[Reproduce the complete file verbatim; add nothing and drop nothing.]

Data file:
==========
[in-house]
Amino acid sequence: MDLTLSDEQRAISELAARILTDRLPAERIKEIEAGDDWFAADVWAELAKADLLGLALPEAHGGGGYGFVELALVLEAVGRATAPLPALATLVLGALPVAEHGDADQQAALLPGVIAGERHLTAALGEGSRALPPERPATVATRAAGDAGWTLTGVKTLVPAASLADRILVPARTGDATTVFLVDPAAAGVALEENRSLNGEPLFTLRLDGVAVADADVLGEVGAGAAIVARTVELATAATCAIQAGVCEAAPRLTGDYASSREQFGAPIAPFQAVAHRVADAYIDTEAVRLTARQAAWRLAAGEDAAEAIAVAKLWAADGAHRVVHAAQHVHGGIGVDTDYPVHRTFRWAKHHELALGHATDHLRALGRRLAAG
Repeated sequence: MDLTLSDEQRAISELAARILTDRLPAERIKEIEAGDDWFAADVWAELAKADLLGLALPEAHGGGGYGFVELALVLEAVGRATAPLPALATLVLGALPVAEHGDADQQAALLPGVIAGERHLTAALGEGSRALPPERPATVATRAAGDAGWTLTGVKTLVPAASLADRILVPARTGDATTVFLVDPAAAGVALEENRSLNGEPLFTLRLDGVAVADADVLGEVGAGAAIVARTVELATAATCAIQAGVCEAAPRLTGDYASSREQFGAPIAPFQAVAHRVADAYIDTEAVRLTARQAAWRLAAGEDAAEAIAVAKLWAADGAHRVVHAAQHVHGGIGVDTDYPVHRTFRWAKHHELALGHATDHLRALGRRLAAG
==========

[in-house]
Amino acid sequence: MDLTLSDEQRAISELAARILTDRLPAERIKEIEAGDDWFAADVWAELAKADLLGLALPEAHGGGGYGFVELALVLEAVGRATAPLPALATLVLGALPVAEHGDADQQAALLPGVIAGERHLTAALGEGSRALPPERPATVATRAAGDAGWTLTGVKTLVPAASLADRILVPARTGDATTVFLVDPAAAGVALEENRSLNGEPLFTLRLDGVAVADADVLGEVGAGAAIVARTVELATAATCAIQAGVCEAAPRLTGDYASSREQFGAPIAPFQAVAHRVADAYIDTEAVRLTARQAAWRLAAGEDAAEAIAVAKLWAADGAHRVVHAAQHVHGGIGVDTDYPVHRTFRWAKHHELALGHATDHLRALGRRLAAG
Repeated sequence: MDLTLSDEQRAISELAARILTDRLPAERIKEIEAGDDWFAADVWAELAKADLLGLALPEAHGGGGYGFVELALVLEAVGRATAPLPALATLVLGALPVAEHGDADQQAALLPGVIAGERHLTAALGEGSRALPPERPATVATRAAGDAGWTLTGVKTLVPAASLADRILVPARTGDATTVFLVDPAAAGVALEENRSLNGEPLFTLRLDGVAVADADVLGEVGAGAAIVARTVELATAATCAIQAGVCEAAPRLTGDYASSREQFGAPIAPFQAVAHRVADAYIDTEAVRLTARQAAWRLAAGEDAAEAIAVAKLWAADGAHRVVHAAQHVHGGIGVDTDYPVHRTFRWAKHHELALGHATDHLRALGRRLAAG